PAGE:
Not all lawyers go to the courthouse. But that’s what we see in movies and TV because (a) attractive, well-dressed people engaging in witty courtroom banter is interesting, and (b) a show about some guy drafting bylaws would be worse than Gigli and Cop Rock combined. But boring and all, you prolly need a good ol’ transactional attorney if:
- You are a sole proprietor;
- You have not formed a business entity with the Secretary of State;
- You have a handshake deal with one or more co-owners;
- You don’t have a written agreement with co-owners (or you played lawyer and did a cut-and-paste number from some online form);
- You’re not sure what happens to you or the business if you start fighting with a co-owner;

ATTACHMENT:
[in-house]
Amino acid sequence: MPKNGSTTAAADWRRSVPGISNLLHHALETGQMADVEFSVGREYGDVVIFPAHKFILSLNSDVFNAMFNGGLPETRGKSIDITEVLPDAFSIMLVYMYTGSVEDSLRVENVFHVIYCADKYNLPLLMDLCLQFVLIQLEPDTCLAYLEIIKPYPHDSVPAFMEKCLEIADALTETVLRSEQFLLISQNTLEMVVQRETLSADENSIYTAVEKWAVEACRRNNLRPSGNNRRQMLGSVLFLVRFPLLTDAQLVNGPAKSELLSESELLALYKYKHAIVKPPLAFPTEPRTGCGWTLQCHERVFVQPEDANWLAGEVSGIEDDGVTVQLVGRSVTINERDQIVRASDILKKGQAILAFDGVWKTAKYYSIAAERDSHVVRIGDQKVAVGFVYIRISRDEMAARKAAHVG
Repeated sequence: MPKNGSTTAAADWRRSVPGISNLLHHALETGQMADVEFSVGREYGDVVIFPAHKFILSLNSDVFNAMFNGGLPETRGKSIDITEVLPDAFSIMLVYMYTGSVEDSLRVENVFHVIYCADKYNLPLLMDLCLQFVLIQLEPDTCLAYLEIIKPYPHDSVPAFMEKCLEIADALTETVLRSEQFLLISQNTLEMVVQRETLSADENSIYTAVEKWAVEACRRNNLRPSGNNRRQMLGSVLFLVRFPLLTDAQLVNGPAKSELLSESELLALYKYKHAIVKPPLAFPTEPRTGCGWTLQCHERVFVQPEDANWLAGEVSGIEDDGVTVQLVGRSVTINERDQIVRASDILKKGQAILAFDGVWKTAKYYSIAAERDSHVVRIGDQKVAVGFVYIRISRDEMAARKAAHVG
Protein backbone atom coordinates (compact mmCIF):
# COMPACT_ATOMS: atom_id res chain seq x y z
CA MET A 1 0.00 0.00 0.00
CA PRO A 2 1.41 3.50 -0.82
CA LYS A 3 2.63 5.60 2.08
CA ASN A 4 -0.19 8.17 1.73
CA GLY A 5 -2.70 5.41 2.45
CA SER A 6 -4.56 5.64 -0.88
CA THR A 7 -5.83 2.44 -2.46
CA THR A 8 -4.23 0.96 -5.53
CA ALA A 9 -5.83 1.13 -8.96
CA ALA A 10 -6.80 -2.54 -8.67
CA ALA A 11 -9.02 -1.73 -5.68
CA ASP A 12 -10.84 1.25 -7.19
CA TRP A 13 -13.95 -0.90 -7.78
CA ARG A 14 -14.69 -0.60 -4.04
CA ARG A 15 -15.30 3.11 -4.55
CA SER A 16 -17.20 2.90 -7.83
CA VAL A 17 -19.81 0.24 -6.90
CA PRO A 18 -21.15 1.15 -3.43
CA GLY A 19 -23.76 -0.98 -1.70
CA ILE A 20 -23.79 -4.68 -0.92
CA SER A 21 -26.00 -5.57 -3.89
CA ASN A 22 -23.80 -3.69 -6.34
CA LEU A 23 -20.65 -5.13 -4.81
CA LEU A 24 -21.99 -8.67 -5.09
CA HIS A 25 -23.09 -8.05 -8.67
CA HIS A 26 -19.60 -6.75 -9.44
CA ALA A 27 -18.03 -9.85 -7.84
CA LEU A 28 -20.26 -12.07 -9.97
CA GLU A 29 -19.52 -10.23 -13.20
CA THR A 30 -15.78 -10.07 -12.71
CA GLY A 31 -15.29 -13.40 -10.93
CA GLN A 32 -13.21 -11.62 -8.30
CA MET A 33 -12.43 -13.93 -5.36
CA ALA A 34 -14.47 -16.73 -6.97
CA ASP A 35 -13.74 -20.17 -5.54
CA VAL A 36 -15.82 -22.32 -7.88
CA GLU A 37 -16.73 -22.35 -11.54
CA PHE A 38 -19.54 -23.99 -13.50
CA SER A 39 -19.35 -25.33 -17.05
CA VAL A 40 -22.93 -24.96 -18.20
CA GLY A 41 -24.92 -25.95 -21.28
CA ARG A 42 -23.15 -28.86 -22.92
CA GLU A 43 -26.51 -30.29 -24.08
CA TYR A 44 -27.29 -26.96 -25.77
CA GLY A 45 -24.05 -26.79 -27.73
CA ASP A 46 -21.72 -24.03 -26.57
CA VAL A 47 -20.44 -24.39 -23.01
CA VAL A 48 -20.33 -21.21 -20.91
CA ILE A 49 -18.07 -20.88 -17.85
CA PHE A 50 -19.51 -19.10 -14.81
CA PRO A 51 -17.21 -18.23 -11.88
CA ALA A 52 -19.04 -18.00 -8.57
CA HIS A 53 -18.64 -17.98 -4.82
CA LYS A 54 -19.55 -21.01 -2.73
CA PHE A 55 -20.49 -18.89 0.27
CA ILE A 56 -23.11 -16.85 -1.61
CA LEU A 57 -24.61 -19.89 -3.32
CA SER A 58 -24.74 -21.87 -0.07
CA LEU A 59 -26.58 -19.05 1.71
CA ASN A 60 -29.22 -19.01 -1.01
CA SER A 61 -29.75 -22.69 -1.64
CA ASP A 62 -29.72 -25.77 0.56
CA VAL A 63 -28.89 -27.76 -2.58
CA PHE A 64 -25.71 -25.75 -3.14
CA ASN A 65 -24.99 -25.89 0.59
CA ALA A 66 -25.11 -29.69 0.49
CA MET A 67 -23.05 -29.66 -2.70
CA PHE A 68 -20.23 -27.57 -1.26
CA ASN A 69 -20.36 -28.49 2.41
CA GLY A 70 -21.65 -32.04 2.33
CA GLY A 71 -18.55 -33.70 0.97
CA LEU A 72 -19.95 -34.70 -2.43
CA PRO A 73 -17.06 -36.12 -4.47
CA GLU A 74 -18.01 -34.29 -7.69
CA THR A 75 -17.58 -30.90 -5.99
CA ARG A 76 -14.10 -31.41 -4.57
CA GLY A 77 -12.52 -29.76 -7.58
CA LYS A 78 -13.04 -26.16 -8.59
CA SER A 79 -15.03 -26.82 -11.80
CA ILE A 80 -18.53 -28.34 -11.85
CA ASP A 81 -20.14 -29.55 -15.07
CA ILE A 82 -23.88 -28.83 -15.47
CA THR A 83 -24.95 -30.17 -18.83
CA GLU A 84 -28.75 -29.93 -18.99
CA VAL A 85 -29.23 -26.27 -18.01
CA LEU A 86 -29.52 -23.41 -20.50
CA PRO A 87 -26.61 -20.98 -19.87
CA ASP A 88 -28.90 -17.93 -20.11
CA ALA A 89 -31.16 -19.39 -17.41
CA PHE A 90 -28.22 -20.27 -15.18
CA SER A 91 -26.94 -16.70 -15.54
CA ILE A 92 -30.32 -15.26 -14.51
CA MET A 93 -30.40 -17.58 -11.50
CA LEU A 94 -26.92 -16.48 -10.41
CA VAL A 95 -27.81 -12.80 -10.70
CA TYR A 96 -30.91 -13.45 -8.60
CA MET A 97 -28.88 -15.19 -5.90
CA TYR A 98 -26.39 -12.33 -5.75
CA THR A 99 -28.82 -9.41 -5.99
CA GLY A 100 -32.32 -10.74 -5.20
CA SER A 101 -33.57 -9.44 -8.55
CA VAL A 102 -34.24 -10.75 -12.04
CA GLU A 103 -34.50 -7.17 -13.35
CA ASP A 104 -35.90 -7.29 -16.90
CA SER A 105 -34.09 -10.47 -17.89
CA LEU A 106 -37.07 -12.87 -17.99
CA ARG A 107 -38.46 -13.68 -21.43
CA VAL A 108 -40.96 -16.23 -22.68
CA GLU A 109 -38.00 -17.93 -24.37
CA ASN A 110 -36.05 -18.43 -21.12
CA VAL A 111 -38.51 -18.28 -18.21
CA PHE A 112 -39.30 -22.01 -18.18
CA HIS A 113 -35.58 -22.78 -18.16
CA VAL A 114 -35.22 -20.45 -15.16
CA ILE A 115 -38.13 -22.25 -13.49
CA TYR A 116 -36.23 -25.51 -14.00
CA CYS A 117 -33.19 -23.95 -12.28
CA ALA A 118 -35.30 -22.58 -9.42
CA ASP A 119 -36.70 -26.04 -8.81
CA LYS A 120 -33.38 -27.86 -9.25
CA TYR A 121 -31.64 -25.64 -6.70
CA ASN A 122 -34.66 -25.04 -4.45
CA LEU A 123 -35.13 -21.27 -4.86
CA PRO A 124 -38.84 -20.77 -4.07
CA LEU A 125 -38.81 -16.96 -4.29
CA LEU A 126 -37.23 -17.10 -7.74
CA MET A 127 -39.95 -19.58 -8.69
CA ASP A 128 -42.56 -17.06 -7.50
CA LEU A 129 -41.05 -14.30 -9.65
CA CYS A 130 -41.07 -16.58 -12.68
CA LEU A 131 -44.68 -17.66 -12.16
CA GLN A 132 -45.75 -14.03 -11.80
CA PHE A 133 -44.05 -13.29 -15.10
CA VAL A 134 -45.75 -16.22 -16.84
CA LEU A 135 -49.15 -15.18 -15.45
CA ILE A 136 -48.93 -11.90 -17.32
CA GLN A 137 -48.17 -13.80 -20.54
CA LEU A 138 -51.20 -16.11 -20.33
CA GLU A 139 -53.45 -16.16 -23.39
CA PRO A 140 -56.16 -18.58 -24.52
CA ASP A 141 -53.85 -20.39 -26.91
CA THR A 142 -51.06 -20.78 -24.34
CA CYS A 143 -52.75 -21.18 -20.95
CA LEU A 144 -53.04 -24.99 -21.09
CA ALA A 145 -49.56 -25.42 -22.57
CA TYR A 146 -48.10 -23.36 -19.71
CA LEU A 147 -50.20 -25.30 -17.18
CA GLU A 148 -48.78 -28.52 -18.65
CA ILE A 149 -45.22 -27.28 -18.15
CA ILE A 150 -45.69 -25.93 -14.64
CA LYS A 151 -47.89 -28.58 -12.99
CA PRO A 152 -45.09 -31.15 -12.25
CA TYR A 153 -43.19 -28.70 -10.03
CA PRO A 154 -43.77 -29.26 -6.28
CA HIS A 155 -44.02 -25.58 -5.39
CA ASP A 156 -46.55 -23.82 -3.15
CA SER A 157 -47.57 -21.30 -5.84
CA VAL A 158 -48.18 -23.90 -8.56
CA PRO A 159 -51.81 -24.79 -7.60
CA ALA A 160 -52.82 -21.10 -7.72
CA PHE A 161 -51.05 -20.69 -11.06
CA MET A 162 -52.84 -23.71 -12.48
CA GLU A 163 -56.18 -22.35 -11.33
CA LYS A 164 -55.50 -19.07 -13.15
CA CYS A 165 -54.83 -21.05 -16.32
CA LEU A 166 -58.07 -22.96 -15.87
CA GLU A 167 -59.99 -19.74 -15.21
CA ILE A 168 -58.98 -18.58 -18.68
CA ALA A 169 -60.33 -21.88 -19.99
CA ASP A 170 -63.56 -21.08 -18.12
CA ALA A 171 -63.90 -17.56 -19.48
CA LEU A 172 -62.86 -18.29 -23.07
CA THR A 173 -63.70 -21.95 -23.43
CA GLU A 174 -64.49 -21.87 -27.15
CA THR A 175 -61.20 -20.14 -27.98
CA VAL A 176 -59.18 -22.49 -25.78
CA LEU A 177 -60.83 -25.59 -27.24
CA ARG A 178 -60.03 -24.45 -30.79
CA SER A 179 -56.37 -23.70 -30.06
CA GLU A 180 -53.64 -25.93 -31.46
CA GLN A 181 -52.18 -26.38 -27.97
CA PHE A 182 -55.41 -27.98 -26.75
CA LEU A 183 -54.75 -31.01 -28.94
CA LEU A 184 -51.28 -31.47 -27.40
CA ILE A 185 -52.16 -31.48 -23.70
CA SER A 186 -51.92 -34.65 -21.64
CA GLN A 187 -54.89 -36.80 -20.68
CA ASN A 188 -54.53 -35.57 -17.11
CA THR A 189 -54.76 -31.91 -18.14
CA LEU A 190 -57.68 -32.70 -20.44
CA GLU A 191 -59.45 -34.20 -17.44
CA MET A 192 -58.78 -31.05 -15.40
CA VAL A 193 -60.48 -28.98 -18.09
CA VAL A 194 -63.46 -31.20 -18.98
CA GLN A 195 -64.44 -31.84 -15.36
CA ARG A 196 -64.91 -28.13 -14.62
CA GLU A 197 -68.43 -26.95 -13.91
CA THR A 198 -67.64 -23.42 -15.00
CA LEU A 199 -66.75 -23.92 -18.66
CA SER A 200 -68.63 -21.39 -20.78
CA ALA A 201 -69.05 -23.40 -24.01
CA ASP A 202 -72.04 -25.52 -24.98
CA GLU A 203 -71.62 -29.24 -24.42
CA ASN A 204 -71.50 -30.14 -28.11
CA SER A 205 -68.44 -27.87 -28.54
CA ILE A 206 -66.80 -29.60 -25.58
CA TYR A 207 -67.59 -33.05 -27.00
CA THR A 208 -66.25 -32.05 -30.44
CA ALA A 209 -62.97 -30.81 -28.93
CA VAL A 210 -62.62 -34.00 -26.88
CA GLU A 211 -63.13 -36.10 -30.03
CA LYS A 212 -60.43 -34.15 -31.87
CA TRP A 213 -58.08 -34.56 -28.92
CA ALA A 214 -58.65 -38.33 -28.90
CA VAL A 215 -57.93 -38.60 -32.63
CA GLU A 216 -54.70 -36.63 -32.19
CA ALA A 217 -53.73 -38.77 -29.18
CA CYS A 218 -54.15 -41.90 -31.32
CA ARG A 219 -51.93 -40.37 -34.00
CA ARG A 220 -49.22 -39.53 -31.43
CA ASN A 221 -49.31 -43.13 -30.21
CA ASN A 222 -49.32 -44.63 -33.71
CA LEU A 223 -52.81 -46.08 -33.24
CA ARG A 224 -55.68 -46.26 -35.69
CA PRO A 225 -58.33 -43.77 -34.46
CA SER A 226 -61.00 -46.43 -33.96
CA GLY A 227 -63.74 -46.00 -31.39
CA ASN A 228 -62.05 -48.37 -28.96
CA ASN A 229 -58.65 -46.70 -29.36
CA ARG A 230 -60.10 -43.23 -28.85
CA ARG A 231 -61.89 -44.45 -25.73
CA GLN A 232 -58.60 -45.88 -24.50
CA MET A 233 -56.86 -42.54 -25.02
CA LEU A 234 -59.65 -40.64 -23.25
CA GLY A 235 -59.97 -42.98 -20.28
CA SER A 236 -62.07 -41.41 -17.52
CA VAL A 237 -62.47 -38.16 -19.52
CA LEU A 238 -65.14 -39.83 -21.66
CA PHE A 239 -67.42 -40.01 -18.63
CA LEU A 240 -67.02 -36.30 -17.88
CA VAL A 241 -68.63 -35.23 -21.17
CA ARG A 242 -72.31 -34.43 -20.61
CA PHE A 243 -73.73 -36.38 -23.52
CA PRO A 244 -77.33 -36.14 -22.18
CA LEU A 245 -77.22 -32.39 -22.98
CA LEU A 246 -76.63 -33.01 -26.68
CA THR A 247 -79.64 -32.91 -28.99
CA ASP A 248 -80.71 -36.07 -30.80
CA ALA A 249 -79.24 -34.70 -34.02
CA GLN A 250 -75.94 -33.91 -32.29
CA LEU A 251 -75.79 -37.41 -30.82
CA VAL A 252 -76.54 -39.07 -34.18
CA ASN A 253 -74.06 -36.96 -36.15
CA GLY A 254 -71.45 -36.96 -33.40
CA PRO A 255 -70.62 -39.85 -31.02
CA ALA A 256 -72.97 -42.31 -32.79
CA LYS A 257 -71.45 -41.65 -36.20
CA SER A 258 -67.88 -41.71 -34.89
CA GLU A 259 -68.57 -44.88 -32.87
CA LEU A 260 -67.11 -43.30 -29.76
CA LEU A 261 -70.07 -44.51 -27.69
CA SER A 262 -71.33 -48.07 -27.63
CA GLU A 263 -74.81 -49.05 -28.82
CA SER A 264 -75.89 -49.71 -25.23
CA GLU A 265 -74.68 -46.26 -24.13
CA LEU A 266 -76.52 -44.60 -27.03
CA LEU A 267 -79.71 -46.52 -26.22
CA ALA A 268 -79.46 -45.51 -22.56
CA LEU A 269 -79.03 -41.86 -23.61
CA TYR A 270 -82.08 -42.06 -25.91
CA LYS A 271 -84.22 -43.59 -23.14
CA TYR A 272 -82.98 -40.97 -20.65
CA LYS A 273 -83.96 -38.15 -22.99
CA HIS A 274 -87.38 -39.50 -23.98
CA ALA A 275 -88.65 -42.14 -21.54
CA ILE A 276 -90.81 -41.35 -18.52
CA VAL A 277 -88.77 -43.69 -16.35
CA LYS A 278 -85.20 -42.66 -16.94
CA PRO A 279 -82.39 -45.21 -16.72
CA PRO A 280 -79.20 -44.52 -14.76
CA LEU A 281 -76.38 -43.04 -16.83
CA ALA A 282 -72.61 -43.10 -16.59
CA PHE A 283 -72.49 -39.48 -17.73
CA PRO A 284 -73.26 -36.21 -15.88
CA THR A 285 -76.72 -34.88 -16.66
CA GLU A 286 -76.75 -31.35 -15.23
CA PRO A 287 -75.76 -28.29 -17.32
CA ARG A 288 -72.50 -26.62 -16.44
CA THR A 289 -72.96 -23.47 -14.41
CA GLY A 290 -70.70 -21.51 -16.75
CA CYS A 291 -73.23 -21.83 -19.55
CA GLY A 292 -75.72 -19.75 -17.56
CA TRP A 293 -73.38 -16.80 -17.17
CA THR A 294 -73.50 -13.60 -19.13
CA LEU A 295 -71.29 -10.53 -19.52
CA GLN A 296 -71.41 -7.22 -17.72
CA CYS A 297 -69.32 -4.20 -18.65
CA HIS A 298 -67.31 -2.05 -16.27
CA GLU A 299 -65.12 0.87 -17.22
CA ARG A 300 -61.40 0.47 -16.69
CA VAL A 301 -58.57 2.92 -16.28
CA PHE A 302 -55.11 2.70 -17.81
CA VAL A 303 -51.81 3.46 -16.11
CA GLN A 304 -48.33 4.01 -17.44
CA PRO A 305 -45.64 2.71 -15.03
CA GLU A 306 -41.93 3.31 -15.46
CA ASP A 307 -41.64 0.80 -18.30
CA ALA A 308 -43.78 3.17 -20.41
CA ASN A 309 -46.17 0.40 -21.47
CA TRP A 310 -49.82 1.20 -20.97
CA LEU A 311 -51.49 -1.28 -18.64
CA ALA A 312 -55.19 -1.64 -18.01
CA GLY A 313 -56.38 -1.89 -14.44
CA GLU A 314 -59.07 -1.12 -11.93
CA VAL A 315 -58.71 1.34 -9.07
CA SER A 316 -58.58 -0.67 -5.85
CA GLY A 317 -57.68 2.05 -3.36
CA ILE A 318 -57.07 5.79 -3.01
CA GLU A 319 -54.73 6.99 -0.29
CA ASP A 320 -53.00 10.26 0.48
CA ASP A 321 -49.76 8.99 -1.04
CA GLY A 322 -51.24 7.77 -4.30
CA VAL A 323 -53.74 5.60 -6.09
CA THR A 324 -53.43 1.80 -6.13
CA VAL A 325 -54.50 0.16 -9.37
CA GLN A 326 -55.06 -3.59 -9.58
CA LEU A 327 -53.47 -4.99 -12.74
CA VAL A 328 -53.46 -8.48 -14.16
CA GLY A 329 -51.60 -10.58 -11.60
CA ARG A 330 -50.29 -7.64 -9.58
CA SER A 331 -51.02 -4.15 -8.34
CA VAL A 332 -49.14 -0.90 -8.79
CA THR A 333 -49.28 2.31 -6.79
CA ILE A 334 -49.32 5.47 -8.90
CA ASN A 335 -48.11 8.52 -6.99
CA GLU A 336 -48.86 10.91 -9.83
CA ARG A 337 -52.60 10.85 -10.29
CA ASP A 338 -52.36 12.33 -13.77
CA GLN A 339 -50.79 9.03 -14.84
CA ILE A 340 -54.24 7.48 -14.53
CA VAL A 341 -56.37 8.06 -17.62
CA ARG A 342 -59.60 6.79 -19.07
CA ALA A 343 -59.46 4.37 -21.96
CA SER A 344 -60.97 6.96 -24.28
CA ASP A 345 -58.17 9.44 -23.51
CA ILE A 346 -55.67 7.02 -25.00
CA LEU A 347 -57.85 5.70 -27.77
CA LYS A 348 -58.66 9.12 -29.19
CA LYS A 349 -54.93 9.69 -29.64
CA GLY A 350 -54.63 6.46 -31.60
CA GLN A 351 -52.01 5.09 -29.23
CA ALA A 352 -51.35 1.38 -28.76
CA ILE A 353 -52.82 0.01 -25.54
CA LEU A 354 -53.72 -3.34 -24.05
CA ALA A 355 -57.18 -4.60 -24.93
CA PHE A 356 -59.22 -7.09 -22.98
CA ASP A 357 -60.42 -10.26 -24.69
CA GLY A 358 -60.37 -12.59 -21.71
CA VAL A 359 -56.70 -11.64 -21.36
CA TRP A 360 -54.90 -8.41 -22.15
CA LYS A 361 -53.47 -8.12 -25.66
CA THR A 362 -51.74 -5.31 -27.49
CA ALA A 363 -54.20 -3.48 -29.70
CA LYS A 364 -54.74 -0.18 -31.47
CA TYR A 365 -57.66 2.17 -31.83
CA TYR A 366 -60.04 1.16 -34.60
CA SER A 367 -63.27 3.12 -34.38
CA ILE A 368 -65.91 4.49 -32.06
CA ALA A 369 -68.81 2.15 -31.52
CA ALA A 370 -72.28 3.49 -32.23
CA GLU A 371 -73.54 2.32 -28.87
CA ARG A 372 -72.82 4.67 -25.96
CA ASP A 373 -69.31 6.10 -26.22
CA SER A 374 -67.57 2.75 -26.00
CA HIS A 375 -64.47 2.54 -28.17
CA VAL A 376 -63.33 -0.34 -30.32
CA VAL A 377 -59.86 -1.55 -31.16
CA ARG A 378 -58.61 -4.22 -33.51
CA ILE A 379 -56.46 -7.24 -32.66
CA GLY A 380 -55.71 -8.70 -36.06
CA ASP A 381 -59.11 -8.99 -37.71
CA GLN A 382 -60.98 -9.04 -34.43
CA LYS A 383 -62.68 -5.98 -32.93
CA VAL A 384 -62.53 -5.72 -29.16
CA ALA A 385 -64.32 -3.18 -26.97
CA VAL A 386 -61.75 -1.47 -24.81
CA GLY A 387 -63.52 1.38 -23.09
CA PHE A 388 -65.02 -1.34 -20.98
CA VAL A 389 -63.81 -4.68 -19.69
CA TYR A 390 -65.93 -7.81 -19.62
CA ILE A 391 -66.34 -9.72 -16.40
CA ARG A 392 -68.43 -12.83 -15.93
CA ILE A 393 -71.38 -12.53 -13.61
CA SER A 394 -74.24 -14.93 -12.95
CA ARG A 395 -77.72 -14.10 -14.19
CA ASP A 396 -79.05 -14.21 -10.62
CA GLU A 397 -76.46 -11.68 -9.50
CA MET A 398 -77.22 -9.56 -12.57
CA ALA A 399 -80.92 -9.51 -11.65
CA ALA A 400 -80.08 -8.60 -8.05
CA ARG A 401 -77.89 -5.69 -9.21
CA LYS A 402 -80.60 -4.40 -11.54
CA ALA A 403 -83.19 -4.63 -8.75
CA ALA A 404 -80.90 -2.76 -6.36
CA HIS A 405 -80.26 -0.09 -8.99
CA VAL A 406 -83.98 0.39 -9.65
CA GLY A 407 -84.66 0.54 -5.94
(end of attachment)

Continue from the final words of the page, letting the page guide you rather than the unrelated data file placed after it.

- A co-owner has passed on to the great gig in the sky;
- Somebody has put money in the business, and how that money is characterized ––a loan, a capital contribution, or something else –– depends on who you ask;
- You are considering buying or selling a business;
- You have money and stuff that you would like to hang on to if you get sued; or
- (God forbid) You get legal advice from your CPA.
If you’re on this list, then do yourself a favor and find a business attorney. I know a guy.